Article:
Read Around the World: South Sudan
Fun facts about South Sudan provide by this website.
The country went through 50 long years of spasmodic civil wars. It was only in 2005 that North Sudan and South Sudan signed a cease fire and the fighting finally stopped.
It is one of the youngest countries in the world. It was only in 2011 that South Sudan declared itself as an independent nation when it spun-off from the country of Sudan.
Interestingly, the South Sudanese government considered numerous names such as Nile Republic, Azania and Kush Republic. It finally settled for what it thought was the safest choice- the Republic of South Sudan also called Ross.
South Sudan is one of Africa’s most linguistically-diverse countries. It has several hundreds of language groups.
NBA players, the 7’7”-tall Manute Bol and the Chicago Bulls-player, Luol Deng both hailed from Southern Sudan.
Before the country broke-off from Sudan, area-wise it was the largest country in all of Africa. South Sudan has a predominantly Christian and tribal government while the Islamic Sharia law prevails in North Sudan.
Today, though a large number of ecologists head for South Sudan it offers practically zero tourist infrastructure, no paved roads and the communications infrastructure is almost non-existent.
Around 83% of the country’s population lives in circular stick and mud structures called “tukels”. These rustic cottages generally have no windows are tall and have thatched roofs.
The Boma National Park, situated close to the Ethiopian border is a vast expanse of wilderness that is home to wildlife including migratory herds of over a million Mongalla gazelle, white-eared kob, tiang and antelope.
Nimule, the small but breathtaking national park was home to the now-extinct white rhino. Today a large number of hippo, the Ugandan kob, buffalo and elephants live here.
While I was looking for information about South Sudan I stumbled across the Taste of South Sudan blog. This is a fascinating look at South Sudan which includes step by step recipes, articles about beauty and South Sudan culture. In the spirit of travelling the world vicariously I decided to put one of these recipes to the test.
And this is what I produced…
I have to say this was very tasty and yes I will make it again.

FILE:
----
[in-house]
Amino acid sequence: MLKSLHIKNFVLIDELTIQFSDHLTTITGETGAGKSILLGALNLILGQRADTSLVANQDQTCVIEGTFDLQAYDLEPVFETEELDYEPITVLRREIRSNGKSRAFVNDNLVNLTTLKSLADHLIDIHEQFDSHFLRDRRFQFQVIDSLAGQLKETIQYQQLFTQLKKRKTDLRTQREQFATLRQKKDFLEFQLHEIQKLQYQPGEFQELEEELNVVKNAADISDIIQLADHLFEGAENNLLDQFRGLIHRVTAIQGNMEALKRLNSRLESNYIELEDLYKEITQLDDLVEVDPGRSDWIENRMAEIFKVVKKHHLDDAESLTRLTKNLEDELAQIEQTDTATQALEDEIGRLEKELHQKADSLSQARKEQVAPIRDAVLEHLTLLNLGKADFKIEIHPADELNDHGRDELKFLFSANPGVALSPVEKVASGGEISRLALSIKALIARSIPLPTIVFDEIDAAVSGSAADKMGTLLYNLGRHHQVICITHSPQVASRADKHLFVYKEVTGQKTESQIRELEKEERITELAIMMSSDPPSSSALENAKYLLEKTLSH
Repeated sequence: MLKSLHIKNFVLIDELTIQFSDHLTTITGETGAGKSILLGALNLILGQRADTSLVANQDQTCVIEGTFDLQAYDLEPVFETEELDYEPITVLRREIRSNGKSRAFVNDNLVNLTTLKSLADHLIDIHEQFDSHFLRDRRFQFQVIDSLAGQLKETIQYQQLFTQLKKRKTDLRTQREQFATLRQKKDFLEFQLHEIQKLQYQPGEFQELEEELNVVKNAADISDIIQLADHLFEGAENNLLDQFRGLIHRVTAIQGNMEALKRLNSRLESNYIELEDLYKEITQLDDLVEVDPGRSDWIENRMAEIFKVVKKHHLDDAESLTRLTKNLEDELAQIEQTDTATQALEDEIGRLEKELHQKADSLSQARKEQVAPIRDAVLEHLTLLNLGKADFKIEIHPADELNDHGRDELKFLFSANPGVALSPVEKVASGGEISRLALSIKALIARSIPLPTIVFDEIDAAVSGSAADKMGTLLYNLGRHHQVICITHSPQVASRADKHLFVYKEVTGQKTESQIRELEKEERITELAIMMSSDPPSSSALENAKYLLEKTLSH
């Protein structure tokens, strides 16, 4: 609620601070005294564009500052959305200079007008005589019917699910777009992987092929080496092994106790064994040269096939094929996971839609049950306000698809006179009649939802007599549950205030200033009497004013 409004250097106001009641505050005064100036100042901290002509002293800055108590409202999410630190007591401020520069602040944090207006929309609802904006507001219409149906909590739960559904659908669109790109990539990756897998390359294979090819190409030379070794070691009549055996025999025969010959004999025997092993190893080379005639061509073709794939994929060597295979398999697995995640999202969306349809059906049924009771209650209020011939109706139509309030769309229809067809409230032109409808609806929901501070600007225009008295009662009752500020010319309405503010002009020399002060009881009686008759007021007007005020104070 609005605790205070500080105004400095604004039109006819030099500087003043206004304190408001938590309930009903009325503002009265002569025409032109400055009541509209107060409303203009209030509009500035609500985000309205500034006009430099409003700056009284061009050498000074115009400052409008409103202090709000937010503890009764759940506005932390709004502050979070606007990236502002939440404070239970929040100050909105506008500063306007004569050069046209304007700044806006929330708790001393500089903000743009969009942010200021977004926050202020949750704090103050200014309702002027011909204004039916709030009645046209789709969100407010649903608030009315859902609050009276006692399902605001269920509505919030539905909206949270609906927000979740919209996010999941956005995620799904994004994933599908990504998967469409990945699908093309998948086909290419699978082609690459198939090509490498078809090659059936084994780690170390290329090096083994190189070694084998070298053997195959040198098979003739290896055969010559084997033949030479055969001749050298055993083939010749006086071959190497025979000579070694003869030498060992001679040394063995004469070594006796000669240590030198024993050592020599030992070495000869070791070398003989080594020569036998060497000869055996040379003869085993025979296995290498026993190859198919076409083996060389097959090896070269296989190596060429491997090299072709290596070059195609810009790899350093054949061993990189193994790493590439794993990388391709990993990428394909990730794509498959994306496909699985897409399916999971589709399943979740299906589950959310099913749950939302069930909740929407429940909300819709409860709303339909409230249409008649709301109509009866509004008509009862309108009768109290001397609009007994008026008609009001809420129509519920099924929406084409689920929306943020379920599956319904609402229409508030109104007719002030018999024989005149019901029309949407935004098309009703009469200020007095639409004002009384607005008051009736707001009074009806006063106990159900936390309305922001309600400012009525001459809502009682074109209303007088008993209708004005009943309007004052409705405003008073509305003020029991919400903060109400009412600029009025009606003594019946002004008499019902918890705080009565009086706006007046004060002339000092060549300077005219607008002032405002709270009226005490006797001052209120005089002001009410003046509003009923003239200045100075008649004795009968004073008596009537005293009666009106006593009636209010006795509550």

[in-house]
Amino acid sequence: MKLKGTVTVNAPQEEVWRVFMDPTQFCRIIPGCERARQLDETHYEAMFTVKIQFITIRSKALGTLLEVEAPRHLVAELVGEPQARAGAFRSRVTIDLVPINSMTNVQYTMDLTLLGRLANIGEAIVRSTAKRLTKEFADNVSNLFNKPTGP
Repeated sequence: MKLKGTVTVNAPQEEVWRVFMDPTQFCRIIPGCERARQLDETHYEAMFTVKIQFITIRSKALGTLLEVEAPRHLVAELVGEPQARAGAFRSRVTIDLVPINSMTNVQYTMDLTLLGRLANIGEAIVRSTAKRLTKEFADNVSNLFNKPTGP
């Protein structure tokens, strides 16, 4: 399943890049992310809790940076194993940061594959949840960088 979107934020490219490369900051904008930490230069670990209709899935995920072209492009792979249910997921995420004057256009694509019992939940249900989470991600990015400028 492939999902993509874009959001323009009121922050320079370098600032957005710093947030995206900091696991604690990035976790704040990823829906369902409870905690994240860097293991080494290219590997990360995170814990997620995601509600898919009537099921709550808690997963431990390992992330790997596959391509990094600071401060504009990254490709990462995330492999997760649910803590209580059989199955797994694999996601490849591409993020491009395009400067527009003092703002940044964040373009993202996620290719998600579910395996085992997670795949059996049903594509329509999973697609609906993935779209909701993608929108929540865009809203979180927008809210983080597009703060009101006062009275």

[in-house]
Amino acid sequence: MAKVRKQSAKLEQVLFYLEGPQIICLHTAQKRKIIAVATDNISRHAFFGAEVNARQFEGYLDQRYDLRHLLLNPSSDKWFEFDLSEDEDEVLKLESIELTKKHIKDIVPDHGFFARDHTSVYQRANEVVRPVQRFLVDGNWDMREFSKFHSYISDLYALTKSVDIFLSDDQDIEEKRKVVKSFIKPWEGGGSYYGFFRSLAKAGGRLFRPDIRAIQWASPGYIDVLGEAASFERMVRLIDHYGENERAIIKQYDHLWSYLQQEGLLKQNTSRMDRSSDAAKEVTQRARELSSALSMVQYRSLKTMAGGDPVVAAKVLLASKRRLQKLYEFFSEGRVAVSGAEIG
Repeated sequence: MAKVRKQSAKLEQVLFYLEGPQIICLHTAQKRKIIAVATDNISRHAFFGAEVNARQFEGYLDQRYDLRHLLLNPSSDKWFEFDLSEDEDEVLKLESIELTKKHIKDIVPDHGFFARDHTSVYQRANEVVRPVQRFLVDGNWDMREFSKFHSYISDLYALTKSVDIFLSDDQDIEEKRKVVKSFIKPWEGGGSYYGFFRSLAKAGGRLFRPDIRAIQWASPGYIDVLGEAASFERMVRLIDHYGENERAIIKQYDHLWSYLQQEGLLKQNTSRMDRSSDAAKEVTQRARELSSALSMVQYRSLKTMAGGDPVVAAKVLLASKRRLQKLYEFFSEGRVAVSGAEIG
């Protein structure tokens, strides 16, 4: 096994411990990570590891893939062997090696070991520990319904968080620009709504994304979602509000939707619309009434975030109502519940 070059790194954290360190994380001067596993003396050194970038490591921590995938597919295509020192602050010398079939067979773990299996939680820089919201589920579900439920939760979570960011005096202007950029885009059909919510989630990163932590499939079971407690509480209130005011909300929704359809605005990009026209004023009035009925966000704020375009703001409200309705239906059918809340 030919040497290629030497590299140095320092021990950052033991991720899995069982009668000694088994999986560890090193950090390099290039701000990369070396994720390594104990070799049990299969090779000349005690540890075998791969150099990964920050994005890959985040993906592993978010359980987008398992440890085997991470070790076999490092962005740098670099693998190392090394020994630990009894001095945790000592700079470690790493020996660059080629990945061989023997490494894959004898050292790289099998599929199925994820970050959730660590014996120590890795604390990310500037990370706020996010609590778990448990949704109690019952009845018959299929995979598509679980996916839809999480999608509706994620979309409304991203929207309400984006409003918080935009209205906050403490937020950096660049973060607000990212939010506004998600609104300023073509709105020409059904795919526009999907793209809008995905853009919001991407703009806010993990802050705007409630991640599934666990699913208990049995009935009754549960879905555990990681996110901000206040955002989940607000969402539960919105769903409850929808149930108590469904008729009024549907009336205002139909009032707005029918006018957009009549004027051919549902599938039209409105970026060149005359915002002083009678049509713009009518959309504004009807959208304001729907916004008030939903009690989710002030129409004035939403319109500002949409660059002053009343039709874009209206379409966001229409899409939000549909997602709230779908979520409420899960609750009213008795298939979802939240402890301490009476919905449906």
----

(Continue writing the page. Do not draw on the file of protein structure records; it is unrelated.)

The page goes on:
In terms of reading the world the book I choose was Lyrics Alley by Leila Aboulela. My reasons for choosing this book? The other South Sudan books I could get hold of were largely memoirs written by men who had grown up as boy soldiers. I am not a fan of non fiction and I was feeling too wimpy to read about the atrocities humans are capable of, a cop out I know, but that’s where my head was at.
Synopsis from Goodreads: Lyrics Alley is the evocative story of an affluent Sudanese family shaken by the shifting powers in their country and the near-tragedy that threatens the legacy they’ve built for decades.
Their fortune threatened by shifting powers in Sudan and their heir’s debilitating accident, a powerful family under the leadership of Mahmoud Bey is torn between the traditional and modern values of Mahmoud’s two wives and his son’s efforts to break with cultural limits.
Book Worm’s Thoughts: 4 Stars – I enjoyed this story about a man caught between 2 women and 2 cultures, I liked the descriptions of traditional Sudanese living and the kind of open homes that Sudanese women kept.
This book could be described as a family saga it has all the ingredients romance, family feuds, tragedy, hardships to overcome and triumphs. It wasn’t until I read the afterword that I realised this was a family saga, the authors family, for me this made the read even more interesting.
What book did you read for South Sudan?
Next up on our world tour Lithuania – let us know what books you intend to read.
Thank you for all the fun facts. I ended up reading Beneath The Darkening Sky by Tulsa. It was not a memoir of being a child soldier. It was fiction but nevertheless it was about the transformation of a young smart alecky child into a child soldier. I wish I found this family saga instead but I did learn a lot about the country. Thank you for sharing the recipe also. My husband said: “hmmm….sounds good”.
You should give it a go it’s actually really simple to make and very filling 🙂